The fella that runs the local feed store is a Cajun from Ville Platte, Louisiana. He moved up here to Arkansas because the woman he met in the personal ads said she could abide thickets and pine trees but would not tolerate bayous or raising a coonass baby.

I stopped by the store yesterday because I needed some laying pellets for my chickens (they’ve been ornery and have taken to squatting to no purpose). When I got to the counter to buy the chicken feed and some of that pastel taffy they keep by the register, the Cajun was giving directions to a bewildered insurance man.

“Can you tell me where I can find Maximillian Fontenot?”

“I bleeve so. Max Fontenot?”

“Yes. He has a claim on an auto accident and I need to see the damage.”

“Mmm hmm. I know bout it.”

“Can you tell me where he lives?”

“I kin tole you but he ain’t home, no.”

“That’s fine. I will wait.”

“Lessee. He don’t live up town, no. He stay out west o’here. You go fo bout two mile back tward de ribbah, and pay tention, you, cause dem side roads covered up wit brush an easy to miss.”

“Which road am I looking for?”

“You lookin’ fo de road he stay on, no?”


“Dere be a yaller house on de lef pass a lapitation gas station and…”

“Excuse me. What kind of gas station?”

“It be an old lapitation station. Roof fallin down. Vines cuttin trew it.”

“Oh! Dilapidated!”

“Das wut I says, no?”

“So look for a yellow house after the vacant gas station. Then what?”

“I don’t say it be vacant, no. They’s a man wut stays dere.”

“Well, I go past it and look for a yellow house anyway.”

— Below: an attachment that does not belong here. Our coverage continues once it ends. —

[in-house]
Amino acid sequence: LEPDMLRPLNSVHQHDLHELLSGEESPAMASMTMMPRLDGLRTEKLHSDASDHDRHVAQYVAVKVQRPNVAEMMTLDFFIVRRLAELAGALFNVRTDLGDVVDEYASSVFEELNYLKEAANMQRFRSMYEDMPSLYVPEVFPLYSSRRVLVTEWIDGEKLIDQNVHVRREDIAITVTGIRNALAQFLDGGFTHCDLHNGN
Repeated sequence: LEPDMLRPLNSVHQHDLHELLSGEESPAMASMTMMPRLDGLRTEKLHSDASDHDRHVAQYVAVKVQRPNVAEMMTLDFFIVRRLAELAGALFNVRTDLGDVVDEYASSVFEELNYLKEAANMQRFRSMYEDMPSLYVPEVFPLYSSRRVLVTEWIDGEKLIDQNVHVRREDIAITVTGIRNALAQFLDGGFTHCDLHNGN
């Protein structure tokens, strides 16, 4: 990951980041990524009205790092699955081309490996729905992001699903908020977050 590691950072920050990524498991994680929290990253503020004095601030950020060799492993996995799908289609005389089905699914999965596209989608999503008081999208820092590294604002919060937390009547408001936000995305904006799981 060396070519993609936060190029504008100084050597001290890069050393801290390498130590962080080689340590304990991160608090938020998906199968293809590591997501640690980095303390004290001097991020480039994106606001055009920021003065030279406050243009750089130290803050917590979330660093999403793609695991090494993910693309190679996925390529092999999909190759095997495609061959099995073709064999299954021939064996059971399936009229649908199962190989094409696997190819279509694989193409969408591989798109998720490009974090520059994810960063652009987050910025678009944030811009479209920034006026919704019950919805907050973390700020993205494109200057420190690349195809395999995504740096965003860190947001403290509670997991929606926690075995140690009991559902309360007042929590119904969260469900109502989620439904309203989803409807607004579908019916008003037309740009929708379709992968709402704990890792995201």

“Fontenot don’t stay in de yaller house, no. You look for de next road pas dat.”

“Ok, so the first road on the left, past the yellow house just past the old gas station?”

“Dat Maximillian Fontenot road, yeah.”

“Thank you.”

“Hole on. Dat instruction don’t all de way right. Fontenot live mong some houses onced you turn lef oft de big road.”

“Which house would that be?”

“Lessee. Dey tree or two house out front. You gotta brought yousef roun behind dem and look fo de house wit de chinaball tree.”

“What’s a chinaball tree look like?”

“How you mean to fine a man and you don’t know a chinaball tree?”

“I’m unfamiliar with that kind of tree. Is there any other marker that would tell me that was Fontenot’s house?”

“Hmm. Don’t know bout dat. But it be de only house back dere.”

“Thank you. I think I can find him.”

“I doubt dat.”

“Why’s that?”

“You specify you lookin fo Max Fontenot?”


“I been tole you he ain’t home, no.”

“Any idea where he might be?”

“I speck I do know, oui. I’m Max Fontenot. Watchu want?”

Brandon Meeks

Brandon Meeks is an Arkansas native. He received his PhD. from the University of Aberdeen, Scotland. He serves his local parish as Theologian-in-Residence. He is also a fan of Alabama football, old folks, and bacon grease.


  • Paul Yarbrough says:

    Nothing like a good story.

  • Casey Chalk says:

    This is fantastic. Thank you for sharing this.

  • Steve says:

    Good Lord man, that brought tears to my eyes. A body needs a laugh

  • William Quinton Platt III says:

    I cry because my kids only hear stories like this…they don’t live it, like I did.

    Max will have that insurance man laid out on a pallet for the evening.

    Then Max will head out for a few hours ’round midnite and come back about 4 in the morning.

    This will bother the insurance man if he wakes up…feeling nervous about being in a strange house without the owner about, but the insurance man won’t wake up.

    When he does wake up, he’ll be seven again and wondering how he got there and when…minus all the siblings and cousins strewn about.

  • John Marquardt says:

    Here in Japan, where few streets are named and the buildings on them have no numerical order, the giving of directions can be quite comical. Yours, however, tops them all. A real hoot . . . and my wife and I thank you for making our day.

  • Julie Paine says:

    My husband spent time in the south and fondly remembers getting directions like this. Brandon’s stories always make me smile, laugh, and even cry. Ever since the webinar I always wish I could hear him tell them live.

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